The Uyghurs: Europe’s complicity and entanglement with China

To what extent are we prepared to stand up for our values, and at what economic cost? 

A devastating picture has emerged from the recently leaked Xinjiang Police Files — one that should finally lead to a European debate about our own complicity in China’s human rights violations. 

The European Union’s already learning some painful lessons through the war in Ukraine, which should now be applied to the greater systemic challenge on the axis of authoritarian expansionism — China. Economic entanglement with Russia and China has severely damaged the bloc’s strategic position, and crucially, it has resulted in a reluctance to stand up for and defend our values. 

In any future EU debate on Russia, the horrors of Bucha and Mariupol will be foremost on our mind. Similarly, human rights violations in China and, most urgently, the existential plight of the Uyghurs should inform the debate about our relationship with the country and our economic dependence on it.  

The decades-long process of pursuing economic entanglement with China was always presented as a win-win situation: We would benefit economically, while at the same time bringing change to China, as our influence would lead to political liberalization there.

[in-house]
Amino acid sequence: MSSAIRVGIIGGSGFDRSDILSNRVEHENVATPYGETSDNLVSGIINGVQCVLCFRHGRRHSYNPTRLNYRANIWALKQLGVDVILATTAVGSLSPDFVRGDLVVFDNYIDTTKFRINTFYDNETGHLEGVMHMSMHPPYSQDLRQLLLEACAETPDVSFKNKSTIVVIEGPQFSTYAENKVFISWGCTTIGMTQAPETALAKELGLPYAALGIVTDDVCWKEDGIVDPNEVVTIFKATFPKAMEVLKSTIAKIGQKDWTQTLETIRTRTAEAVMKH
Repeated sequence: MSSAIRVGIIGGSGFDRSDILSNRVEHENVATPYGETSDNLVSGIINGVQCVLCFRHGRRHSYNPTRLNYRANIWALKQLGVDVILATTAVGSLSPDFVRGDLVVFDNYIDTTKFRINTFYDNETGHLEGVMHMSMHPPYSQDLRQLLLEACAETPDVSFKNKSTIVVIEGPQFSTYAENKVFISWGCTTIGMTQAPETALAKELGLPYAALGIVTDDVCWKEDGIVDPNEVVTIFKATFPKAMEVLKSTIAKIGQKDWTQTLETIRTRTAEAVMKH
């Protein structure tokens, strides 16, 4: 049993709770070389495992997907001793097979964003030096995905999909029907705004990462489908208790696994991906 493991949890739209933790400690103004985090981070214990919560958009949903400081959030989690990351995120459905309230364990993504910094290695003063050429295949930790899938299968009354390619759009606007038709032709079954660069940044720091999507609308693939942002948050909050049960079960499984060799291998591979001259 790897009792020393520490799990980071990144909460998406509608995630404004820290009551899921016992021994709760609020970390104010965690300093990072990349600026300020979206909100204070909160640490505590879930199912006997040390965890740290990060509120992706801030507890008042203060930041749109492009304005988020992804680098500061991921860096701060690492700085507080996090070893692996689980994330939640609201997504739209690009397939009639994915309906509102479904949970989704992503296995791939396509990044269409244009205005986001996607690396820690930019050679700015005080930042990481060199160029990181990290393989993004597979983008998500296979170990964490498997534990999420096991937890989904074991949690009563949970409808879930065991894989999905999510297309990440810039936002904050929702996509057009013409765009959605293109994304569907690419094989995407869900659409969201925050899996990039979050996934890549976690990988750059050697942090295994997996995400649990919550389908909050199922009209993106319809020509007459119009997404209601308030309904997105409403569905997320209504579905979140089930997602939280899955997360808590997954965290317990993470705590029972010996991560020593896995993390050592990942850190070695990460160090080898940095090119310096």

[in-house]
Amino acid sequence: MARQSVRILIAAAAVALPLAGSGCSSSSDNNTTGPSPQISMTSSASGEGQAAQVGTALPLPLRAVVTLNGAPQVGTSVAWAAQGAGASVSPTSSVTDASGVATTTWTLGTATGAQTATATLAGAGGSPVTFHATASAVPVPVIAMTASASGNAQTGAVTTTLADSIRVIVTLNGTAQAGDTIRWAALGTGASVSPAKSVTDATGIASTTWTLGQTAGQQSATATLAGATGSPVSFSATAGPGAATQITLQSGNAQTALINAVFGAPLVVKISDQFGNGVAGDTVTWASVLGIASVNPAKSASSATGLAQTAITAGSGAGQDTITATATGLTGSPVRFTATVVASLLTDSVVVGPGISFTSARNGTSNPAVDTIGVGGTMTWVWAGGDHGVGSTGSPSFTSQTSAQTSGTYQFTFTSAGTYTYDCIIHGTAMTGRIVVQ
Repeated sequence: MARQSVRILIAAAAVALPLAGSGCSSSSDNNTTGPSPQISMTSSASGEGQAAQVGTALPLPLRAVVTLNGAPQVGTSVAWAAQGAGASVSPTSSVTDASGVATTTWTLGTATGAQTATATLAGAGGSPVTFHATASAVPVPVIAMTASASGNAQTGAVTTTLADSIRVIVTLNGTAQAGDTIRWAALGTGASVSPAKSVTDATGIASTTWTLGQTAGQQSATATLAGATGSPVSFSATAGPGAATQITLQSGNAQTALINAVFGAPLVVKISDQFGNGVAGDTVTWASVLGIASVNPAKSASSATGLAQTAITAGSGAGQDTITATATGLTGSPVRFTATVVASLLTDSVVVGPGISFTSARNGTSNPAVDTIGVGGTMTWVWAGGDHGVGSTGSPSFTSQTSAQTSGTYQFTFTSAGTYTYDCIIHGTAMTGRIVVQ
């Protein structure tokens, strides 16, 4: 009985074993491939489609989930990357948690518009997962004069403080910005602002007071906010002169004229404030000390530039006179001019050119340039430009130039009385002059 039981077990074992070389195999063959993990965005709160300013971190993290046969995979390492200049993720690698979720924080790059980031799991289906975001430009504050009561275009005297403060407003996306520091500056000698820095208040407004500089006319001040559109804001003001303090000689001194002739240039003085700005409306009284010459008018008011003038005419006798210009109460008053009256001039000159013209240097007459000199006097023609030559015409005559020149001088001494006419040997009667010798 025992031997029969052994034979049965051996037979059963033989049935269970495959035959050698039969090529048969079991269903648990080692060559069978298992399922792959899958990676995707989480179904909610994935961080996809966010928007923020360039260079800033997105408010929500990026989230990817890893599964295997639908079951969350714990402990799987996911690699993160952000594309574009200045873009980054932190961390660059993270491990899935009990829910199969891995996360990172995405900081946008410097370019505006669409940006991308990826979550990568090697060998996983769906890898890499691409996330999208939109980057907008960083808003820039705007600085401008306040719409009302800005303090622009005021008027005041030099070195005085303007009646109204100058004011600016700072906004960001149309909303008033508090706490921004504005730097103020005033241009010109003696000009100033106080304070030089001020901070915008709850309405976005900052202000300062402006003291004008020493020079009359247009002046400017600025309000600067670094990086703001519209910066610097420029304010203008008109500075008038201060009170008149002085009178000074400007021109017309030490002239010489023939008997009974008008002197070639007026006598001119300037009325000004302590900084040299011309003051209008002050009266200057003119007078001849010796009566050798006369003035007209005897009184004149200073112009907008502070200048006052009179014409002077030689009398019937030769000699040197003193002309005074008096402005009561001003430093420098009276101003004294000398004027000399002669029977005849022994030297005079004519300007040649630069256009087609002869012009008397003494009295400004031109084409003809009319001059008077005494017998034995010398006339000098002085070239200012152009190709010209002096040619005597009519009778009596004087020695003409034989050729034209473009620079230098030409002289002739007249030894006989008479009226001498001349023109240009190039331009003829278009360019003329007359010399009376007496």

But in reality, European leaders like former German Chancellor Angela Merkel structurally downplayed any concerns regarding the violation of human rights and values by Beijing for the sake of short-term profit, and the resulting economic interdependence now severely limits our room for maneuver as an increasingly assertive China expands its global influence.   

Just one example of how the interweaving of our economies and supply chains has made us complicit in Chinese human rights abuses is that an estimated one in five cotton products worldwide now contains “Xinjiang cotton” — produced through forced labor and named after the region.